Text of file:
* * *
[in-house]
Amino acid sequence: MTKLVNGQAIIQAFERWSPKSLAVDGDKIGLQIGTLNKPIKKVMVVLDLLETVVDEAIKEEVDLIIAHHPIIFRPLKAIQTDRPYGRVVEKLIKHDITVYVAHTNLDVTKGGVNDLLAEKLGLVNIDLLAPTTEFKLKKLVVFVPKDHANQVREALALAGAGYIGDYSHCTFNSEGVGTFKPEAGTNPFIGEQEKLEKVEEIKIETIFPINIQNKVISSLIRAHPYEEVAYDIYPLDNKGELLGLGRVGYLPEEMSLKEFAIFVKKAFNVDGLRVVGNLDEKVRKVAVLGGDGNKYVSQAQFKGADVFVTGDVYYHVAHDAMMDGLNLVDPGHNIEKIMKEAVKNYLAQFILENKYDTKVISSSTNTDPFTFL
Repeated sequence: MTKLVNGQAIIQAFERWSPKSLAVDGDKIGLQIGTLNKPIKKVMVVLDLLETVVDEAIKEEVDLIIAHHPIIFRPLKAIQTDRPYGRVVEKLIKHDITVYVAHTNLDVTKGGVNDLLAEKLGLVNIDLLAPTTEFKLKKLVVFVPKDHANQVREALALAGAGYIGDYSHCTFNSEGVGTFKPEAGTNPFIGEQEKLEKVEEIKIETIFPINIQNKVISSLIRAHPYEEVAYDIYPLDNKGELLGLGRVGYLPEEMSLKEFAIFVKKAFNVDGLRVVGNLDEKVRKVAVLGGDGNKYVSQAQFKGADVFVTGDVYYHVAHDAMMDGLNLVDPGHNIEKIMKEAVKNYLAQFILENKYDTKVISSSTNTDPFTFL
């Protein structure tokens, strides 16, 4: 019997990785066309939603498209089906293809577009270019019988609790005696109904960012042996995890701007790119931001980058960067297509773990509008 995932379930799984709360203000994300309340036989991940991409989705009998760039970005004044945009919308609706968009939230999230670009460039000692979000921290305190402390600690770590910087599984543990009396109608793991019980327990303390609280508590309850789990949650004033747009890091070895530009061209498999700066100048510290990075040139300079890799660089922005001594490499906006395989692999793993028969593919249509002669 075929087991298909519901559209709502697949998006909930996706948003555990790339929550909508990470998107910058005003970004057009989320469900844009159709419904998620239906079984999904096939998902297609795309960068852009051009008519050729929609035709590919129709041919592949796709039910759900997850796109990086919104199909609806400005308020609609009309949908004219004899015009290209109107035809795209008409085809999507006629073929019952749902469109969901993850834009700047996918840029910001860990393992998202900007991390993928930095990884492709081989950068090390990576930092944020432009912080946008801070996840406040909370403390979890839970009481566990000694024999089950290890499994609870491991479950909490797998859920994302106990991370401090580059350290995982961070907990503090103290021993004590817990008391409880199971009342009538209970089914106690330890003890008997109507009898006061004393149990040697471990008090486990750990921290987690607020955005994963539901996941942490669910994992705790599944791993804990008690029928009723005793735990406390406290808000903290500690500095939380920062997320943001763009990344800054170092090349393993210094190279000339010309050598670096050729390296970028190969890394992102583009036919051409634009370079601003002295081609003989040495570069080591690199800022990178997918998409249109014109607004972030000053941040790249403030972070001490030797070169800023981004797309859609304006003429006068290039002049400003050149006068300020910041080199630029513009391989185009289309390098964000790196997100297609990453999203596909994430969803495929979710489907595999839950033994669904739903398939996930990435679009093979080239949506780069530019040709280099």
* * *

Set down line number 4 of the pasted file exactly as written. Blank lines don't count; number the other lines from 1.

């Protein structure tokens, strides 16, 4: 019997990785066309939603498209089906293809577009270019019988609790005696109904960012042996995890701007790119931001980058960067297509773990509008 995932379930799984709360203000994300309340036989991940991409989705009998760039970005004044945009919308609706968009939230999230670009460039000692979000921290305190402390600690770590910087599984543990009396109608793991019980327990303390609280508590309850789990949650004033747009890091070895530009061209498999700066100048510290990075040139300079890799660089922005001594490499906006395989692999793993028969593919249509002669 075929087991298909519901559209709502697949998006909930996706948003555990790339929550909508990470998107910058005003970004057009989320469900844009159709419904998620239906079984999904096939998902297609795309960068852009051009008519050729929609035709590919129709041919592949796709039910759900997850796109990086919104199909609806400005308020609609009309949908004219004899015009290209109107035809795209008409085809999507006629073929019952749902469109969901993850834009700047996918840029910001860990393992998202900007991390993928930095990884492709081989950068090390990576930092944020432009912080946008801070996840406040909370403390979890839970009481566990000694024999089950290890499994609870491991479950909490797998859920994302106990991370401090580059350290995982961070907990503090103290021993004590817990008391409880199971009342009538209970089914106690330890003890008997109507009898006061004393149990040697471990008090486990750990921290987690607020955005994963539901996941942490669910994992705790599944791993804990008690029928009723005793735990406390406290808000903290500690500095939380920062997320943001763009990344800054170092090349393993210094190279000339010309050598670096050729390296970028190969890394992102583009036919051409634009370079601003002295081609003989040495570069080591690199800022990178997918998409249109014109607004972030000053941040790249403030972070001490030797070169800023981004797309859609304006003429006068290039002049400003050149006068300020910041080199630029513009391989185009289309390098964000790196997100297609990453999203596909994430969803495929979710489907595999839950033994669904739903398939996930990435679009093979080239949506780069530019040709280099």